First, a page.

RR: It’s interesting to hear him talk about that, I wouldn’t have imagined that. I mean because the script and the way he handled directing it, was full of a kind of an almost obsessive confidence. It could only come from having done it. And of course, that was one of things I could trust. This guy has been there and done that.

JC: But I was scared out of my wits like a little baby.

RR: And when he told me later that he was frightened, it hit me: it didn’t add up. I guess it does when you start to think about it.

JC: That’s why we made a movie about it. So it’s there in me, obviously somewhere; but it is a fear. But some of these people, they become addicted to it, they don’t want to come back. I never wanted his character to go that far, to have been doing it sort of on an endless loop for 10 years or something. In my back story for this guy was, it was a challenge he had sort of always wanted to do his whole life and sort of had never quite mustered up, and then did.

So if you a backstory for "Our Man," but the audience doesn’t get that backstory, why is it important for you to have it?

JC: My goal for the movie, as with anything that’s a little bit more poetry than it is a novel, which this is, that’s why [Redford] was such an amazing actor to play the role, there is a history with an audience’s relationship to him. And that can be almost a weakness at some point in your career where he can't totally disappear because people have such a relationship with him.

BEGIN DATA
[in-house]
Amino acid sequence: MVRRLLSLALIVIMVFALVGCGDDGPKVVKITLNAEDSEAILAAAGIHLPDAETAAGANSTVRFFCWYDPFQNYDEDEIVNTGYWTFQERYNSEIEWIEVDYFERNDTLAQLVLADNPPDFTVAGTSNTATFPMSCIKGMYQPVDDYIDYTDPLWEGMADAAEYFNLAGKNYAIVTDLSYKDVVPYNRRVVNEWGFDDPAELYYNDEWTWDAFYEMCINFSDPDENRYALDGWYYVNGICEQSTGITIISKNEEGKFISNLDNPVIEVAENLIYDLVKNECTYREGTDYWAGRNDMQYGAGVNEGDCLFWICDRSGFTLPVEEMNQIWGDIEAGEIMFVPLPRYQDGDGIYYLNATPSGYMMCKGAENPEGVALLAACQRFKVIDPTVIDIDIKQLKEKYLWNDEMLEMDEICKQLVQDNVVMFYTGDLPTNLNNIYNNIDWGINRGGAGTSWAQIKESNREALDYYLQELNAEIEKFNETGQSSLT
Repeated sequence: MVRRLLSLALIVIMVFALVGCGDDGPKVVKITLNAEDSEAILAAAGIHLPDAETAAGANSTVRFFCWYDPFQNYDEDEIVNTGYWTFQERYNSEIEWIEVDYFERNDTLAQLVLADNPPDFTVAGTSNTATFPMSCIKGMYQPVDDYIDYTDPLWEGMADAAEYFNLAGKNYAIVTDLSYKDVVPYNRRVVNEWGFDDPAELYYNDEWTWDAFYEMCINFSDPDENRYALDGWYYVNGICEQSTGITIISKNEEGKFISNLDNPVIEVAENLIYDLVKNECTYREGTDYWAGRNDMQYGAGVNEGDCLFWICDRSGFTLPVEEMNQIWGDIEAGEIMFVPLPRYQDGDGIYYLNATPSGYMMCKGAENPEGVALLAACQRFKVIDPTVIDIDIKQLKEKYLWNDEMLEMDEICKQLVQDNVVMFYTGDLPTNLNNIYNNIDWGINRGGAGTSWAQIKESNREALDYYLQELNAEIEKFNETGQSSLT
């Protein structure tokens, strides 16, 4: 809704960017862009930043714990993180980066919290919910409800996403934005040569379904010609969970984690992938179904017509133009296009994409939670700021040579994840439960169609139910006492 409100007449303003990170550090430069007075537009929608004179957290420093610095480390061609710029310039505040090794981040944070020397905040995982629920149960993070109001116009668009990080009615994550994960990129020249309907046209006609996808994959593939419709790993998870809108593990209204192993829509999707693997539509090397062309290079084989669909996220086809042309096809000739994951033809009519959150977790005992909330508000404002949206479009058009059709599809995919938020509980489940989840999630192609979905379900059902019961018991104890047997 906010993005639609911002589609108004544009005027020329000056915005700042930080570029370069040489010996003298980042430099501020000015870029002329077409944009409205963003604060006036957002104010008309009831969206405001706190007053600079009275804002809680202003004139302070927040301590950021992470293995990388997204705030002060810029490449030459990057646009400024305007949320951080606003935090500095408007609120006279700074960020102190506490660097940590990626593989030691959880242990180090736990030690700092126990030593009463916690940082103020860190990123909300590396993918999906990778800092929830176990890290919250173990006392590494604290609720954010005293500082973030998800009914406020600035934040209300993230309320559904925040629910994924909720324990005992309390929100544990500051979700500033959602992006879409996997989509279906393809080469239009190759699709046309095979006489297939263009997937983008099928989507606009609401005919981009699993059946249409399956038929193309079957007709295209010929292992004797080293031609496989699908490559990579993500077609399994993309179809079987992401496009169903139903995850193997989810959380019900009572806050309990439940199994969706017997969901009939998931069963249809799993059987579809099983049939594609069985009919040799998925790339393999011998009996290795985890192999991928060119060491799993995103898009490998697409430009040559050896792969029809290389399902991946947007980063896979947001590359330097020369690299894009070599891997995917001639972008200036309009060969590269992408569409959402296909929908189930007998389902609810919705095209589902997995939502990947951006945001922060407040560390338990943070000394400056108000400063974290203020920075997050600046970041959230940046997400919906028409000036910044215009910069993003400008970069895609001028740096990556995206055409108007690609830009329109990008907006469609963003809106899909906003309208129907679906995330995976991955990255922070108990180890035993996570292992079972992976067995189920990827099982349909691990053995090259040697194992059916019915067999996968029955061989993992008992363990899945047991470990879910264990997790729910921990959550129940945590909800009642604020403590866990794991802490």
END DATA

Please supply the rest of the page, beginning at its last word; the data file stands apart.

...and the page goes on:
And I felt the movie, by kind of taking away his literal voice and peeling all of that away, it would allow the audience to kind of still have that shared history kind of in the back of your head over an experience with him.

RR: I’ll tell you how it happened from my end, and I guess what this leads to is the word “Trust.” I’m telling you, that’s really important; who do you trust these days? There’s so much betrayal that goes on and all that s***. But who you trust becomes a bigger deal for me as I’ve gotten older.

So when we first came together, there was a lot of just purely intuitive and instinctive stuff going on and I said, “I don’t know why, I just like this guy. I think he’s got a hold of something that I can give myself to.” The attractive part for me individually was that I could be an actor, the way I started, but I could also bring to it all the years of having acted and done other things, I could bring the wisdom that comes from that into this; whereas when I first started as an actor, I didn’t have that.

JC: You would’ve been freaking out in the beginning that I wasn’t telling you any of that stuff.

RR: Yeah, but we did start to go through the rudimentary things and I said, "Ok," because there was so little there. I said, “Well, he’s got something. Clearly, this is intentional; he didn’t forget to fill it in. The first thing I’d better find out is did he forget to fill it in?”

JC: You’re like, “Are you really lazy?”

RR: I was just going through the rudimentary stuff saying, “Well, is there anything you want to tell me?” Because there was so much not done or said. After a while, he was so deft at evading answering me, that I realized, “Oh I get it, so that’s it, we don’t talk about this anymore, we just go with it." I felt, “Is there something he needs to tell me and has forgotten or not?” And then when I realized, “No, this is exactly the way he wants it.” Then you realize it, “Okay, I'm going with it.” So we got rid of that.